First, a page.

Data Difficulties in Labor Economics
In: Fifty Years of Economic Measurement: The Jubilee of the Conference on Research in Income and Wealth
This essay sets out a framework for evaluating empirical work in terms of the ability of the data to provide adequate parameter estimates and hypothesis tests about the true underlying structure. Problems of aggregation, representativeness and structural change are discussed in detail. These criteria are applied to evaluate studies of labor supply, labor demand, local labor markets and union goals. Empirical work in labor supply has made the greatest strides because of the appropriateness of the data to answer questions of interest. Studies in the other areas have not made so much progress and will not until the same resources are devoted to collecting longitudinal microeconomic data on firms as have been spent on collecting longitudinal household data.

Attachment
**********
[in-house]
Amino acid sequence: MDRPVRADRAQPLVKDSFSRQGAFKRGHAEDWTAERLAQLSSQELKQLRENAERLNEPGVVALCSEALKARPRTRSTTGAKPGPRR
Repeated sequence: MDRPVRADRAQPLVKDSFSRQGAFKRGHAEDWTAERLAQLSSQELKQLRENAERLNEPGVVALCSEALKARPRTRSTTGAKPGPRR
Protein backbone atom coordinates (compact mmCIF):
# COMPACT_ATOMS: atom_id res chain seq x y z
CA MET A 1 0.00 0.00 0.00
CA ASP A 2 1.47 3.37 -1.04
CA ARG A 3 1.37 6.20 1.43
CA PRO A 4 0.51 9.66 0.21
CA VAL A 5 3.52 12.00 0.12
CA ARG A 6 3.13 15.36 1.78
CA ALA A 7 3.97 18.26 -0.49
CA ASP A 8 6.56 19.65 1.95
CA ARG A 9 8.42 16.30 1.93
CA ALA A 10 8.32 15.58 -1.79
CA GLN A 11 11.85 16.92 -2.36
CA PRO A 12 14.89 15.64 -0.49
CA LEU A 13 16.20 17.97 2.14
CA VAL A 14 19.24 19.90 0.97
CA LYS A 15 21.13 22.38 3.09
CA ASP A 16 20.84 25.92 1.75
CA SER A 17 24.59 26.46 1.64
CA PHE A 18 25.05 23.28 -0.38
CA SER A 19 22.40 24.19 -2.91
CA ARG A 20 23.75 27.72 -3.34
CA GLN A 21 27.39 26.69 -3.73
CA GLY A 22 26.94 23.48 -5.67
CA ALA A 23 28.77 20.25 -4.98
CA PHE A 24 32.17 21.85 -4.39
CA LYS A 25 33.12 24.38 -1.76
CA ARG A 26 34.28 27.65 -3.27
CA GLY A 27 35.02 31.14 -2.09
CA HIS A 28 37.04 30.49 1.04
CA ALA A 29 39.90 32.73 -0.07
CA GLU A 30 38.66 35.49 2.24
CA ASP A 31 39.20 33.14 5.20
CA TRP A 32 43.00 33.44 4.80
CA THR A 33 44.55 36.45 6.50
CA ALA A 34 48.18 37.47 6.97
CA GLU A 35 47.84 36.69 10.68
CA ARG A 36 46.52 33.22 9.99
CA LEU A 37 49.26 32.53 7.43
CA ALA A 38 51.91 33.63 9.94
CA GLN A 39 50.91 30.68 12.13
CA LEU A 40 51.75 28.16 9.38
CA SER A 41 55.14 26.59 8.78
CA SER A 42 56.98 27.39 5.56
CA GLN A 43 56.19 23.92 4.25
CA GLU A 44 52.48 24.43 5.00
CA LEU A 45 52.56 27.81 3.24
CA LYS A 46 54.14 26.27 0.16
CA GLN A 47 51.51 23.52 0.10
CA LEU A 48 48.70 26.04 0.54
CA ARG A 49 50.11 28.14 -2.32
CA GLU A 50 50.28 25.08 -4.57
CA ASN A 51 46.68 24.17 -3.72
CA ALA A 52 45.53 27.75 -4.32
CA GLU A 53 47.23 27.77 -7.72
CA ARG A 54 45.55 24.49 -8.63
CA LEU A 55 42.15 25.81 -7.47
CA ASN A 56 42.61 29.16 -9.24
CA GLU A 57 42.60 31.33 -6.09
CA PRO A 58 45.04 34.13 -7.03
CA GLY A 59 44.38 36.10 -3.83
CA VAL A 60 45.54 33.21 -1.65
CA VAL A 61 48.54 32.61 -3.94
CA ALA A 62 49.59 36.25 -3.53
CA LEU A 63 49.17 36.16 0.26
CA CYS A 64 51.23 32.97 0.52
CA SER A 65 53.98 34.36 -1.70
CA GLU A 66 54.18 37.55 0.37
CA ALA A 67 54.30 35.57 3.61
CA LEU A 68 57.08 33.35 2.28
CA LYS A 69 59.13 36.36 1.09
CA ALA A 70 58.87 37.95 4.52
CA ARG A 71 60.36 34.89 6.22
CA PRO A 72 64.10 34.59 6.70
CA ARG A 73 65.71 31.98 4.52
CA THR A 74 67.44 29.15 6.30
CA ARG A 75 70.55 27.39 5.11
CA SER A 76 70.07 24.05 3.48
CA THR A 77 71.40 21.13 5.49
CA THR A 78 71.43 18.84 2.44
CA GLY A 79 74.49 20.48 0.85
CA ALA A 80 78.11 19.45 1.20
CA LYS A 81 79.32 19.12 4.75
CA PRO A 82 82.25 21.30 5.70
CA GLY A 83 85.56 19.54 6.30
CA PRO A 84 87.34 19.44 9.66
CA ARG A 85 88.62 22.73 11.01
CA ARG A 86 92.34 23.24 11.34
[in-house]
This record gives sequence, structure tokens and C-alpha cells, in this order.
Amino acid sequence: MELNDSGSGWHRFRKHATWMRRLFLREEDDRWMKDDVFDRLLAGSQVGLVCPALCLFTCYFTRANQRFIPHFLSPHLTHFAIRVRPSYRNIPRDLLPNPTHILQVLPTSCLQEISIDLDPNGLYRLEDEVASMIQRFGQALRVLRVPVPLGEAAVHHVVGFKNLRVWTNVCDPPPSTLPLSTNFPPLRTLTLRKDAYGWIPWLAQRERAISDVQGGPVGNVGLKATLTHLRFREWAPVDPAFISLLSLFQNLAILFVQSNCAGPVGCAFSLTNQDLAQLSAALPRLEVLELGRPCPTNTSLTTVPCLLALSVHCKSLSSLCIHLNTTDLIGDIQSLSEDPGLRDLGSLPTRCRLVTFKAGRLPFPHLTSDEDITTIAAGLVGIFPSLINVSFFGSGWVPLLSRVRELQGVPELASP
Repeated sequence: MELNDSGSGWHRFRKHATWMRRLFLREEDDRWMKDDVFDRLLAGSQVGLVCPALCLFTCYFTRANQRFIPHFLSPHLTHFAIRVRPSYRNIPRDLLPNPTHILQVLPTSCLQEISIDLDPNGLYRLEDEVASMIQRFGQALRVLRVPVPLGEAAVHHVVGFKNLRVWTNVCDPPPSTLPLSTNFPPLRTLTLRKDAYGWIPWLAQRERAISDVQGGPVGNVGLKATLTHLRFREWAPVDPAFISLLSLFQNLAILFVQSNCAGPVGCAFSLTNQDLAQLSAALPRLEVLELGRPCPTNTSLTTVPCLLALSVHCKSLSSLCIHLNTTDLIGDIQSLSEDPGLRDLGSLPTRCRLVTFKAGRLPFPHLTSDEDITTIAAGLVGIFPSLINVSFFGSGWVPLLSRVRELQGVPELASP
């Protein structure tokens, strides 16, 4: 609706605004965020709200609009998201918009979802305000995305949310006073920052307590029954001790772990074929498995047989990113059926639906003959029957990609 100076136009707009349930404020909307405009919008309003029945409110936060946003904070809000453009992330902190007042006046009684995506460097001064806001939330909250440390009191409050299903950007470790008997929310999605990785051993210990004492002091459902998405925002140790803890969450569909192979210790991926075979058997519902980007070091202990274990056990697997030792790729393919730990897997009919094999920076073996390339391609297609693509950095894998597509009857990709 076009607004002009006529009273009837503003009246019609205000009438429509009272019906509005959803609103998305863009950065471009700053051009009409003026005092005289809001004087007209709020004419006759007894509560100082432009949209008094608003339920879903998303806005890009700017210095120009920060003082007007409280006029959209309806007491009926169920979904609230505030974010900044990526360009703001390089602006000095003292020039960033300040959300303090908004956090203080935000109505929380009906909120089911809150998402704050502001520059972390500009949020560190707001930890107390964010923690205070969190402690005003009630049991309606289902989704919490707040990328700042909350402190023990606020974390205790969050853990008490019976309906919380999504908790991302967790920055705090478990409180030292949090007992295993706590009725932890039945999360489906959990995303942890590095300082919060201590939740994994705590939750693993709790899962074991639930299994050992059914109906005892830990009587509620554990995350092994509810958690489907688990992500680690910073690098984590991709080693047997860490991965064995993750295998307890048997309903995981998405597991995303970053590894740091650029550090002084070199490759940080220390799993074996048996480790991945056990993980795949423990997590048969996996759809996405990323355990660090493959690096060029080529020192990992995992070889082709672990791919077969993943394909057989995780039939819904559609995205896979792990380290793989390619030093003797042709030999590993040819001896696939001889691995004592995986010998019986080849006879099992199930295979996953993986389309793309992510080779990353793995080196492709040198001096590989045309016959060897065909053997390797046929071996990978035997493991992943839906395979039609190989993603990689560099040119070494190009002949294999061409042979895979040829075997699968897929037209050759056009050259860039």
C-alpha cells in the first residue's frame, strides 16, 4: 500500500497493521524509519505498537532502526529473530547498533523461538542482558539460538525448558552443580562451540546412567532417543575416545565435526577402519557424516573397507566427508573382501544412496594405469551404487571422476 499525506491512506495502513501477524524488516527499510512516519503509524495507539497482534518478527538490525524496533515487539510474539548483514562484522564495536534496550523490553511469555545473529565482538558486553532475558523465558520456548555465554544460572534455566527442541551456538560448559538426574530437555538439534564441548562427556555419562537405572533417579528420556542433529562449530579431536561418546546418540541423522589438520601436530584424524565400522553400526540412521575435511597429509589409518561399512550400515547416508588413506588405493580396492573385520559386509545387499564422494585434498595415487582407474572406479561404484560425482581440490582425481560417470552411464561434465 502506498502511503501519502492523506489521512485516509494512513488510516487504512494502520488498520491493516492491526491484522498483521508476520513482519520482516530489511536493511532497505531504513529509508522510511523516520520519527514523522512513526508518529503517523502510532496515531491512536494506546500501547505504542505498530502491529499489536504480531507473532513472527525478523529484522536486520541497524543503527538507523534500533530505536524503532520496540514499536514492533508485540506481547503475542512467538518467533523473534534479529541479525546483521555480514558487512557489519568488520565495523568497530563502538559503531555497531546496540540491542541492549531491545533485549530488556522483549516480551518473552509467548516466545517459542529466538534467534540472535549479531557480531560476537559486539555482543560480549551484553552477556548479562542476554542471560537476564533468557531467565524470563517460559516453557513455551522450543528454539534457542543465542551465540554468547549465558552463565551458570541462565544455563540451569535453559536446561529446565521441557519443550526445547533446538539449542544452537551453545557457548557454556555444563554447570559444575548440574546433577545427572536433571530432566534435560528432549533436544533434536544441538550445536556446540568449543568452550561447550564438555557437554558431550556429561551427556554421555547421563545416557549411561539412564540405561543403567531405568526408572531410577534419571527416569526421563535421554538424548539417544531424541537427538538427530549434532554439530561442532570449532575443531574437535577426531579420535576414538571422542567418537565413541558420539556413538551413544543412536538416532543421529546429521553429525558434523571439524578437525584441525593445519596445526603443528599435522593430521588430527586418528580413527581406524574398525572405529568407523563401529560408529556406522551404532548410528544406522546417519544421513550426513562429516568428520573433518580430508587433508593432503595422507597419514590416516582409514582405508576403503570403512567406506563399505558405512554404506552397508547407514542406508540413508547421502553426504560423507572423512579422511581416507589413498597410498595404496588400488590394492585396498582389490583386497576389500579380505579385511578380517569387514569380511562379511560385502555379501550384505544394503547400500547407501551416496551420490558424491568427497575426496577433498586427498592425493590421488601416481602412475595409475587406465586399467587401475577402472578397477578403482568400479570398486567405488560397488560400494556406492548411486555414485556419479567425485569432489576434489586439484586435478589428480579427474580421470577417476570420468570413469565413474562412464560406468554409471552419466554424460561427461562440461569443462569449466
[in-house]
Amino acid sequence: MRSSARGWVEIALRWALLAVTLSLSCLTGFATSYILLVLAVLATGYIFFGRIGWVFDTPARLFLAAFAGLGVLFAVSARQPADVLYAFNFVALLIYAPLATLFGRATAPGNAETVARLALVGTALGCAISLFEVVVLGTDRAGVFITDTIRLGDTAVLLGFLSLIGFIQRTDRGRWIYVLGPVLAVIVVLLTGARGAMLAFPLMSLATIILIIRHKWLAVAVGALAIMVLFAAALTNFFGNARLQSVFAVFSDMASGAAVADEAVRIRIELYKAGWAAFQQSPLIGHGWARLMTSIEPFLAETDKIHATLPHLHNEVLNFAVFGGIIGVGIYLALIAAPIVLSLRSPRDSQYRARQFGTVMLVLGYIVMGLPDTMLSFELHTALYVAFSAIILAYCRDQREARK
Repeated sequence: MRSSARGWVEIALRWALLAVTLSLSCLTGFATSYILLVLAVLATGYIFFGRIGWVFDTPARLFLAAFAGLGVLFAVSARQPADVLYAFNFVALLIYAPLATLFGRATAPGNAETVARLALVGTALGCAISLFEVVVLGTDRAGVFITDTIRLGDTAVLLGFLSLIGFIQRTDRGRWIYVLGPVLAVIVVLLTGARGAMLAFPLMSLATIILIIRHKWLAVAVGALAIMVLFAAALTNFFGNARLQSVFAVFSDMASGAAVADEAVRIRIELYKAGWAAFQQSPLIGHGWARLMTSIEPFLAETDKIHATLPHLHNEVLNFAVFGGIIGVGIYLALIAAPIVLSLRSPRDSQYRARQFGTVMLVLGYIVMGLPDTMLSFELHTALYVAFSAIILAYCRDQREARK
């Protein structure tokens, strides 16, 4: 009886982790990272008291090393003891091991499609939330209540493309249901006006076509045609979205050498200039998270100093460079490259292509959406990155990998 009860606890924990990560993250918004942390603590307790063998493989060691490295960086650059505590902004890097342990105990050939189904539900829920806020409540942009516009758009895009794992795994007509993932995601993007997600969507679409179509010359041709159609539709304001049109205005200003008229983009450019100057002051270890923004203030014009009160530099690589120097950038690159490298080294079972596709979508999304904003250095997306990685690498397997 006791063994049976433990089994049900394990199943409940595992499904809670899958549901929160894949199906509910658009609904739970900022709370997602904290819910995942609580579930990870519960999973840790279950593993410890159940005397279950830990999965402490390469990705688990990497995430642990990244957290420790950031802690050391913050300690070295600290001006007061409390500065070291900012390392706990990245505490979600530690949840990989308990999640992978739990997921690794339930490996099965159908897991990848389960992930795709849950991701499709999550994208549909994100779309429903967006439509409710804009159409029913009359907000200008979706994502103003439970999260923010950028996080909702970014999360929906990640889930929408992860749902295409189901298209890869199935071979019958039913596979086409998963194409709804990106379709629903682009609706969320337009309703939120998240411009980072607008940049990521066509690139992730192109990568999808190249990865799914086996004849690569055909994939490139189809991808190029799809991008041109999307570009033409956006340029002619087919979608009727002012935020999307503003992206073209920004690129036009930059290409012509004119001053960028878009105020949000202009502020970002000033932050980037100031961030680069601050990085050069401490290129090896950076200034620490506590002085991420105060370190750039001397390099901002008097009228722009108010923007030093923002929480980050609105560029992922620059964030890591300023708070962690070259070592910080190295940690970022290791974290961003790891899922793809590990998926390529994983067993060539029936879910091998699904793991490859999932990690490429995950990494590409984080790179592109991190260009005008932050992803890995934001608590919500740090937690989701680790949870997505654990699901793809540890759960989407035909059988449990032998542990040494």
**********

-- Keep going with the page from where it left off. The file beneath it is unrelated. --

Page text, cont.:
(This abstract was borrowed from another version of this item.)
|This chapter was published in: ||This item is provided by National Bureau of Economic Research, Inc in its series NBER Chapters with number
5979.||Handle:|| RePEc:nbr:nberch:5979||Contact details of provider:|| Postal: |
Web page: http://www.nber.org
More information through EDIRC
When requesting a correction, please mention this item's handle: RePEc:nbr:nberch:5979. See general information about how to correct material in RePEc.
For technical questions regarding this item, or to correct its authors, title, abstract, bibliographic or download information, contact: ()
If references are entirely missing, you can add them using this form.